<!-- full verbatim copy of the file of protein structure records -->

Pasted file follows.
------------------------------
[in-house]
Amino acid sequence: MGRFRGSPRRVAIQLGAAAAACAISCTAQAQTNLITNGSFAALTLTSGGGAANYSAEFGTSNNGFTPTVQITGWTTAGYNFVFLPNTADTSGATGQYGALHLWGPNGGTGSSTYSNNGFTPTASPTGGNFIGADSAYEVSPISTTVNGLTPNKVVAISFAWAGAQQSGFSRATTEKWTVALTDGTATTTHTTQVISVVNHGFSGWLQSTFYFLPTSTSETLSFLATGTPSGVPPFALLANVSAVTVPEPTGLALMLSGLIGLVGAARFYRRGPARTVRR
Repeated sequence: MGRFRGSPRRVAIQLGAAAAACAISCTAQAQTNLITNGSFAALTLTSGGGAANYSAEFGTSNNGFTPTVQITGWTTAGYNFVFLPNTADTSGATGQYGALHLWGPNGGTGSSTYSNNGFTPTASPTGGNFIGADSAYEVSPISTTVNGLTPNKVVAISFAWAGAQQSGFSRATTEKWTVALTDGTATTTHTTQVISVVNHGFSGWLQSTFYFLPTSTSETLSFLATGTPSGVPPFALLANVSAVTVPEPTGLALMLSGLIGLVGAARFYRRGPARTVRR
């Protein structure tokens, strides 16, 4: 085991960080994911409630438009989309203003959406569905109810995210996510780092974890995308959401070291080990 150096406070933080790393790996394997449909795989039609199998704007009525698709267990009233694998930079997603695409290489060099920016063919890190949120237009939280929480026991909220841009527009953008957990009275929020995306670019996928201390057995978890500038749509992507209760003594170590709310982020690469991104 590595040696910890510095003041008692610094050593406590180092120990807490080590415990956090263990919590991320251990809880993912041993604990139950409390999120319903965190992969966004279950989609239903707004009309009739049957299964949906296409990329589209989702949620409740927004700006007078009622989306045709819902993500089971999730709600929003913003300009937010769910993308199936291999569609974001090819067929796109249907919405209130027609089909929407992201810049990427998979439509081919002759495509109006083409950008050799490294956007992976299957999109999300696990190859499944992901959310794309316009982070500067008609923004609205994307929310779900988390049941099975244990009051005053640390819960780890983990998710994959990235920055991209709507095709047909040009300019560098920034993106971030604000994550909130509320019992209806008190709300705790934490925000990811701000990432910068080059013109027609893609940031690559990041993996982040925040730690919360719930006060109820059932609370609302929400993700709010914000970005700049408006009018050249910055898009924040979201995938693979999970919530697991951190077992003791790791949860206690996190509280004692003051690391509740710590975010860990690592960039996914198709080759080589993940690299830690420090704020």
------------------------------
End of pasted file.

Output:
[in-house]
Amino acid sequence: MGRFRGSPRRVAIQLGAAAAACAISCTAQAQTNLITNGSFAALTLTSGGGAANYSAEFGTSNNGFTPTVQITGWTTAGYNFVFLPNTADTSGATGQYGALHLWGPNGGTGSSTYSNNGFTPTASPTGGNFIGADSAYEVSPISTTVNGLTPNKVVAISFAWAGAQQSGFSRATTEKWTVALTDGTATTTHTTQVISVVNHGFSGWLQSTFYFLPTSTSETLSFLATGTPSGVPPFALLANVSAVTVPEPTGLALMLSGLIGLVGAARFYRRGPARTVRR
Repeated sequence: MGRFRGSPRRVAIQLGAAAAACAISCTAQAQTNLITNGSFAALTLTSGGGAANYSAEFGTSNNGFTPTVQITGWTTAGYNFVFLPNTADTSGATGQYGALHLWGPNGGTGSSTYSNNGFTPTASPTGGNFIGADSAYEVSPISTTVNGLTPNKVVAISFAWAGAQQSGFSRATTEKWTVALTDGTATTTHTTQVISVVNHGFSGWLQSTFYFLPTSTSETLSFLATGTPSGVPPFALLANVSAVTVPEPTGLALMLSGLIGLVGAARFYRRGPARTVRR
């Protein structure tokens, strides 16, 4: 085991960080994911409630438009989309203003959406569905109810995210996510780092974890995308959401070291080990 150096406070933080790393790996394997449909795989039609199998704007009525698709267990009233694998930079997603695409290489060099920016063919890190949120237009939280929480026991909220841009527009953008957990009275929020995306670019996928201390057995978890500038749509992507209760003594170590709310982020690469991104 590595040696910890510095003041008692610094050593406590180092120990807490080590415990956090263990919590991320251990809880993912041993604990139950409390999120319903965190992969966004279950989609239903707004009309009739049957299964949906296409990329589209989702949620409740927004700006007078009622989306045709819902993500089971999730709600929003913003300009937010769910993308199936291999569609974001090819067929796109249907919405209130027609089909929407992201810049990427998979439509081919002759495509109006083409950008050799490294956007992976299957999109999300696990190859499944992901959310794309316009982070500067008609923004609205994307929310779900988390049941099975244990009051005053640390819960780890983990998710994959990235920055991209709507095709047909040009300019560098920034993106971030604000994550909130509320019992209806008190709300705790934490925000990811701000990432910068080059013109027609893609940031690559990041993996982040925040730690919360719930006060109820059932609370609302929400993700709010914000970005700049408006009018050249910055898009924040979201995938693979999970919530697991951190077992003791790791949860206690996190509280004692003051690391509740710590975010860990690592960039996914198709080759080589993940690299830690420090704020």